Tony Fowler

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Object

Audio-visual items

Title

Tony Fowler

Production date

13/03/2012

Material

Digital file (.mp3)

Description

Audio interview with Tony Fowler

Production person

Tony Fowler

Production place

Hackney

Production organisation

Sweet Patootee

Inscription

TRANSCRIPT SUMMARY EXTRACT - RE-PRESENT

Interviewee: Tony Fowler

Date: 12/03/2012



“I’ve been working in Hackney since December 5th 1983”

[Changes from 3 to 6 projects…]
The major changes to the service prior to now took place in ‘96/’97 – moved from having the Trowbridge Centre, the Homerton Day Centre and the Peggy Edwards Centre – broke service up into 6 distinct projects:
- The Sports Ability Project (opportunities for sport and leisure),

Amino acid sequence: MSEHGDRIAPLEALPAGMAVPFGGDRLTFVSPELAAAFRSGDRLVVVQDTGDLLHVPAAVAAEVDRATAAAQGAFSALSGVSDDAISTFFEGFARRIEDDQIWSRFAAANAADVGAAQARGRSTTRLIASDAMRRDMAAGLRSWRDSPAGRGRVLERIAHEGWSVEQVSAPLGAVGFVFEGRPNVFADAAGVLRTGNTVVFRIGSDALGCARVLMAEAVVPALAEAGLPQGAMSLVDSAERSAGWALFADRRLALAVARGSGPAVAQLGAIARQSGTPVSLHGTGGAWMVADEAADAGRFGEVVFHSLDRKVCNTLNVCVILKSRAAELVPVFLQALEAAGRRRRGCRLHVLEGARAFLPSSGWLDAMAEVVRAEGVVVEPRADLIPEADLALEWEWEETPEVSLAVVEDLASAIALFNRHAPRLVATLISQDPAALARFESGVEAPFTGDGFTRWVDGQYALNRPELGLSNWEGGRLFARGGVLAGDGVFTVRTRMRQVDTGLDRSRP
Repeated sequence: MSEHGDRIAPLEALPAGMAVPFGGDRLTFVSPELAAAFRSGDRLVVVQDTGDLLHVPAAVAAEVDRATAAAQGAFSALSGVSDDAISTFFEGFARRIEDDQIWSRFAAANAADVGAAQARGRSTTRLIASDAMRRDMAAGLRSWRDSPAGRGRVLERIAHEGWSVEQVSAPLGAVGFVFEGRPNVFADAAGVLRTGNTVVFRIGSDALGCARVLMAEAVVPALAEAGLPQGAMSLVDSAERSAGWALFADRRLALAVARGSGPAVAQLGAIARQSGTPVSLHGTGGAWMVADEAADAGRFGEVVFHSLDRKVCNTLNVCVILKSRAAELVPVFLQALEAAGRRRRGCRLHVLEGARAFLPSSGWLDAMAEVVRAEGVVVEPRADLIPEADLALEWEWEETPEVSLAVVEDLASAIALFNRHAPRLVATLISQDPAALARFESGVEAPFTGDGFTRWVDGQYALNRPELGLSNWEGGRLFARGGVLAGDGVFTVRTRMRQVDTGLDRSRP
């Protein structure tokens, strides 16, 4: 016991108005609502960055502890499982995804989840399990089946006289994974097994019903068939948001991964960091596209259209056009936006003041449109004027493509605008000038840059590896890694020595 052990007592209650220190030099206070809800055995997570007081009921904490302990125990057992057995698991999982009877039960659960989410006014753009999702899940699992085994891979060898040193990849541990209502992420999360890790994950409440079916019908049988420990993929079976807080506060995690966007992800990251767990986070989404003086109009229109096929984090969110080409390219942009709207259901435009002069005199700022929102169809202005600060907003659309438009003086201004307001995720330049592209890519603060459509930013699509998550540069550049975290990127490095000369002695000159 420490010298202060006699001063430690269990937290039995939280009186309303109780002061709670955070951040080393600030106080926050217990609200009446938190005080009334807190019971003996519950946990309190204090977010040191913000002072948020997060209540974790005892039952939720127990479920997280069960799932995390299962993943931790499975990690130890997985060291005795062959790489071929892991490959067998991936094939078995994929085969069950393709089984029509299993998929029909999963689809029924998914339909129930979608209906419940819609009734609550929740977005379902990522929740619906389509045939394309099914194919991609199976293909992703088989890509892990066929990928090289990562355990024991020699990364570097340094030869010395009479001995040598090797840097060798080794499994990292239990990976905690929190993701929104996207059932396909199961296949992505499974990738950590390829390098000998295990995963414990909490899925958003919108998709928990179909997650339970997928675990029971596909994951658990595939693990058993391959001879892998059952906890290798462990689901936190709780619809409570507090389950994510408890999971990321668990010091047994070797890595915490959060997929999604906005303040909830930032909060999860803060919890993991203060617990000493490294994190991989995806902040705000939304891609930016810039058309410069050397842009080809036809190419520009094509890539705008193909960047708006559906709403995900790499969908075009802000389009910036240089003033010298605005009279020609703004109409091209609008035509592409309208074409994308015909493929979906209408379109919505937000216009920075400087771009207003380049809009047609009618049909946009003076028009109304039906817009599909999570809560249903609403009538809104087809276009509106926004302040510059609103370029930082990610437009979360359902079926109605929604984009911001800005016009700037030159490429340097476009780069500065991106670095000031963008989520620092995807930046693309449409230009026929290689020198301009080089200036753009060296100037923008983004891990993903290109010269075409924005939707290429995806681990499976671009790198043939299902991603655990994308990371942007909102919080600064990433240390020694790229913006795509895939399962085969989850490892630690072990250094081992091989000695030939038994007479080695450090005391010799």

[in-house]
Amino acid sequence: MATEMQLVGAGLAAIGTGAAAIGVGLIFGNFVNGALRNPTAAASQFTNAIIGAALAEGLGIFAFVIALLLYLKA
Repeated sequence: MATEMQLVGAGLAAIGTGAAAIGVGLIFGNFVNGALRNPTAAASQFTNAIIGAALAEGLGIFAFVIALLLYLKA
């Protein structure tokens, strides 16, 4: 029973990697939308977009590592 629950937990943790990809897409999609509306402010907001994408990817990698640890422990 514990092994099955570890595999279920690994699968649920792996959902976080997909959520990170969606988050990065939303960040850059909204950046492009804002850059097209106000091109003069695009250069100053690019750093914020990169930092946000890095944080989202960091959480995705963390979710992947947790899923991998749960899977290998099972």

- The Performing Arts Project (drama, music and art etc),
- The Arts and Crafts Project – of which he is a member (explores all areas of the visual arts and crafts),
- The Me & My Life Project (dealt with health issues and political issues around men’s and women’s groups),
- The Food and Drink Project (cooking opportunities, eating out – often about partaking rather than just doing)
- The Homes and Gardens Project (deals with aspects of gardening, decorating and home crafts).


[Experiencing art in museums and out in the natural environment…]